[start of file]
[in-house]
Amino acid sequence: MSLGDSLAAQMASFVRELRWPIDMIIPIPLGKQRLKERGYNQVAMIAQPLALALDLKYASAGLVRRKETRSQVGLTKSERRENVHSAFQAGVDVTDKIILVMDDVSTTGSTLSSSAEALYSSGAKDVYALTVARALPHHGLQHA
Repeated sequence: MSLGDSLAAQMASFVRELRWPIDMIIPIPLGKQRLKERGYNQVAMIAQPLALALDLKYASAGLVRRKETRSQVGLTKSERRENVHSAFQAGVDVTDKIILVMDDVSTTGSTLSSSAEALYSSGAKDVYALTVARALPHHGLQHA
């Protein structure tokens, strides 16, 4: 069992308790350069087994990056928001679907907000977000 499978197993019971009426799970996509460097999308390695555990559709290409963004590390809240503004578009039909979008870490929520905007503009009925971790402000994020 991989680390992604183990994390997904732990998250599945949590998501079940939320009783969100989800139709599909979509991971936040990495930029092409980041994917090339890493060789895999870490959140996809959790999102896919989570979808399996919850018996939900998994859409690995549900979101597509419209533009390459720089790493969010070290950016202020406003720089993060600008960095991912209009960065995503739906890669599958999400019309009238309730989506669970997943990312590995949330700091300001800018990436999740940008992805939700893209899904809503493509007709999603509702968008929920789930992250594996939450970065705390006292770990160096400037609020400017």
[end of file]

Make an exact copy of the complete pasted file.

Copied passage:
[in-house]
Amino acid sequence: MSLGDSLAAQMASFVRELRWPIDMIIPIPLGKQRLKERGYNQVAMIAQPLALALDLKYASAGLVRRKETRSQVGLTKSERRENVHSAFQAGVDVTDKIILVMDDVSTTGSTLSSSAEALYSSGAKDVYALTVARALPHHGLQHA
Repeated sequence: MSLGDSLAAQMASFVRELRWPIDMIIPIPLGKQRLKERGYNQVAMIAQPLALALDLKYASAGLVRRKETRSQVGLTKSERRENVHSAFQAGVDVTDKIILVMDDVSTTGSTLSSSAEALYSSGAKDVYALTVARALPHHGLQHA
């Protein structure tokens, strides 16, 4: 069992308790350069087994990056928001679907907000977000 499978197993019971009426799970996509460097999308390695555990559709290409963004590390809240503004578009039909979008870490929520905007503009009925971790402000994020 991989680390992604183990994390997904732990998250599945949590998501079940939320009783969100989800139709599909979509991971936040990495930029092409980041994917090339890493060789895999870490959140996809959790999102896919989570979808399996919850018996939900998994859409690995549900979101597509419209533009390459720089790493969010070290950016202020406003720089993060600008960095991912209009960065995503739906890669599958999400019309009238309730989506669970997943990312590995949330700091300001800018990436999740940008992805939700893209899904809503493509007709999603509702968008929920789930992250594996939450970065705390006292770990160096400037609020400017």